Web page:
Arthroscopy comes from the greek words arthro (joint) and skopein (to look) and the term literally translates to look within the joint.
Arthroscopy began as a simple diagnostic tool for planning open surgery but with the development of better instrumentation and surgerical techniques many conditions can now be treated arthroscopically.
Hip Arthroscopy is a minimally invasive procedure that uses small incisions and an Arthroscope to thoroughly visualise inside and outside the joint and accurately determine and carry out the required treatment.
Faster Recovery Times, Less Pain
As opposed to traditional "open" surgery, the hip joint does not need to be fully opened up with Hip Arthroscopy, incisions are small and there is less damage to surrounding tissue. Patients are able to recover much faster and will generally be mobile immediately after surgery once recovered from the anaesthetic. Usually a patient will be able to put as much weight as they can tolerate on the affected hip with the aid of crutches for stability. In most cases treatment can be provided as outpatient day surgery and patients can be home the same day.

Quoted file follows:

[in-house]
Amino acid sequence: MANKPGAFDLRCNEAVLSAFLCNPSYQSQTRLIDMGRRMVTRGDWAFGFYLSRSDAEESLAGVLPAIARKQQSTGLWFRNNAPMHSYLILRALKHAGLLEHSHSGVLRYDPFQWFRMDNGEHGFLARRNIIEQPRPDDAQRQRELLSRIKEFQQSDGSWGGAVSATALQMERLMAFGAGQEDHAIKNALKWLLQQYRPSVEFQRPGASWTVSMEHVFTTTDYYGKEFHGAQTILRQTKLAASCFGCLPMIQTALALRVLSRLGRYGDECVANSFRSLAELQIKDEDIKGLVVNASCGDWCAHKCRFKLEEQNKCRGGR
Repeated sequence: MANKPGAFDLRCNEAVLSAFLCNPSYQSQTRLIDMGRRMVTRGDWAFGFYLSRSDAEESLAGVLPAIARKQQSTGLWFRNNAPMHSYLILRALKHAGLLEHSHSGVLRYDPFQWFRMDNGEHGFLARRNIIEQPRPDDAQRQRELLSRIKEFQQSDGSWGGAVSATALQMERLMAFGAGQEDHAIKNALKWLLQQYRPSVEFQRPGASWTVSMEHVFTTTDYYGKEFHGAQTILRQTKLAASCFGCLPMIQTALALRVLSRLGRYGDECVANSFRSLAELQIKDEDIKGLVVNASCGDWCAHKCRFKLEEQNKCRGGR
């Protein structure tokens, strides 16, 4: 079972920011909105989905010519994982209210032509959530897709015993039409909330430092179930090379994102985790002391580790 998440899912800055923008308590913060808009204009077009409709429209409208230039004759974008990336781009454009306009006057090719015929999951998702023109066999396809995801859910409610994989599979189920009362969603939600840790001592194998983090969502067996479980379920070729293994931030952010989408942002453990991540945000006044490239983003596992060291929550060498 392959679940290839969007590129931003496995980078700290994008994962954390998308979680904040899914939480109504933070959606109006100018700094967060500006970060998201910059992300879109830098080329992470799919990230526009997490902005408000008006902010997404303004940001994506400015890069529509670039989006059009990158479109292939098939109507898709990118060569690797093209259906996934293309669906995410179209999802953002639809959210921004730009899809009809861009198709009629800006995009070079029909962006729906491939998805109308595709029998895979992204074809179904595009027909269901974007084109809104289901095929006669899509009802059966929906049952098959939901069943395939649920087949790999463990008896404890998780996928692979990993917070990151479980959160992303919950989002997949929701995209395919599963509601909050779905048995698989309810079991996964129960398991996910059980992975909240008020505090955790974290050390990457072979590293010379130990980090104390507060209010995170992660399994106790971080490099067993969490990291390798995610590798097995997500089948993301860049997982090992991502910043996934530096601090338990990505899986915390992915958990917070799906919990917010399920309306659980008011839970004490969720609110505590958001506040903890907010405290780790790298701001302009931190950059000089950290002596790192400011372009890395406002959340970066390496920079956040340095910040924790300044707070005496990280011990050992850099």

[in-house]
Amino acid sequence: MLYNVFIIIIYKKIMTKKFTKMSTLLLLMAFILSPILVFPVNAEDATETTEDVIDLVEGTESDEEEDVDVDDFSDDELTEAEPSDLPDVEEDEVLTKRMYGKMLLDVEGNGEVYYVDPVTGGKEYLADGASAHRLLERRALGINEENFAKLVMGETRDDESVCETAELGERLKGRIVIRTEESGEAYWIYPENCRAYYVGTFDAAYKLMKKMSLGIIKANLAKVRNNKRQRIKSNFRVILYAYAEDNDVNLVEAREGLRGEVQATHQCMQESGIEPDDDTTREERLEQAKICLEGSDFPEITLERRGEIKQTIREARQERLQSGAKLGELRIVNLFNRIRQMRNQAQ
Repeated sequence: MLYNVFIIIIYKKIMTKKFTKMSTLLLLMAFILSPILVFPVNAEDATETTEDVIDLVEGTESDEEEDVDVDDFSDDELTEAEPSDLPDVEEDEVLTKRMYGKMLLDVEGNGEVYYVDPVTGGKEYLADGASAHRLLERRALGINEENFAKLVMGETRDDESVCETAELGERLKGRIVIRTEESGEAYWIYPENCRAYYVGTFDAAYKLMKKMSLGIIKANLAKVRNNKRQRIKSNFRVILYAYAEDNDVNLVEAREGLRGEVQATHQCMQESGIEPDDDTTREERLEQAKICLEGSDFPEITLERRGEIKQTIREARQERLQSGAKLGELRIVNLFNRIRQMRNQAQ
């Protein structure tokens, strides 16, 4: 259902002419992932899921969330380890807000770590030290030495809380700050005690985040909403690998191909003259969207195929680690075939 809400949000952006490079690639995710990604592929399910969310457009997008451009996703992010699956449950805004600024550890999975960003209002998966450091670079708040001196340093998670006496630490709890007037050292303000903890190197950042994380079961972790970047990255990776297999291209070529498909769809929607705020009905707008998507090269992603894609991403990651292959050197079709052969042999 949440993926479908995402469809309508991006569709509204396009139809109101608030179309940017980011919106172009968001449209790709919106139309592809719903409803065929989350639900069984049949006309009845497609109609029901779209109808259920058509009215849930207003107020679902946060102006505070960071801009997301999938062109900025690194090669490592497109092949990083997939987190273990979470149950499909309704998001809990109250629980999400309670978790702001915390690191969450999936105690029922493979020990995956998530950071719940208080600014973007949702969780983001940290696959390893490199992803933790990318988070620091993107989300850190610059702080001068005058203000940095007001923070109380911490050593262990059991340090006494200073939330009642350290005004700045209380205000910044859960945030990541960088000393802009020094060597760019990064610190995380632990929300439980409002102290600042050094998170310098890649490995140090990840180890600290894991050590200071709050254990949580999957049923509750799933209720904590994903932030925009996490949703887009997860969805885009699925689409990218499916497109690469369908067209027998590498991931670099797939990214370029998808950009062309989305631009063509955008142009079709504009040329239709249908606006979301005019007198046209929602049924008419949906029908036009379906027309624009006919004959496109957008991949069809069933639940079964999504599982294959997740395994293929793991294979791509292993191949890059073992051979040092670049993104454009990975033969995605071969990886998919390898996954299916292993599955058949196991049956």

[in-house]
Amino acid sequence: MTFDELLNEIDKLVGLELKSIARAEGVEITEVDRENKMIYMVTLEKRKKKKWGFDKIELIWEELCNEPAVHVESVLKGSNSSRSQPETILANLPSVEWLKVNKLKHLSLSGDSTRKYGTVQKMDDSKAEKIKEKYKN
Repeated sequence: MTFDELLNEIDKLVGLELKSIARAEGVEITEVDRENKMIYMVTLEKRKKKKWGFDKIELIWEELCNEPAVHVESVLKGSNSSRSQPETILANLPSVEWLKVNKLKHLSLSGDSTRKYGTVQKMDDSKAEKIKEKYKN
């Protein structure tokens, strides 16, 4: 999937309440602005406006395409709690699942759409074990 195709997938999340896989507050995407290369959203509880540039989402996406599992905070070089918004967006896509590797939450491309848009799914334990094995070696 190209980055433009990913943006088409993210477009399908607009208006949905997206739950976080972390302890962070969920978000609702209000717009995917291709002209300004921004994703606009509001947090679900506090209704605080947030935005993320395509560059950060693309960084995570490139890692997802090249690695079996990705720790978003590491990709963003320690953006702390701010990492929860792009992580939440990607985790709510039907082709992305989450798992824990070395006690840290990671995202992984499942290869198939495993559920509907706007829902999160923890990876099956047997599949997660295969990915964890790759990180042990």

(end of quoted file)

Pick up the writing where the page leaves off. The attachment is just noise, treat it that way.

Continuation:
Regular physiotherapy aids with recovery and restoration of normal hip function. It is not unusual for patients to return to work or school or resume daily activities within a few days. Athletes and others in good physical condition may be able to return to athletic activities within weeks. Recovery time will however reflect the individual diagnosis and preexisting condition of the patient and recovery times will vary accordingly.
What Conditions can be Treated with Hip Arthroscopy?
- Diagnosis and treatment of Labral Tears
- Removal of loose bodies and foreign bodies (ie. pieces of cartilage that form in the joint)
- Some arthritis related conditions
- Cartilage damage
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The inside of almost all moveable joints can be examined with an Arthroscope, however it is most commonly used for knee, hip, shoulder, elbow, ankle and wrist.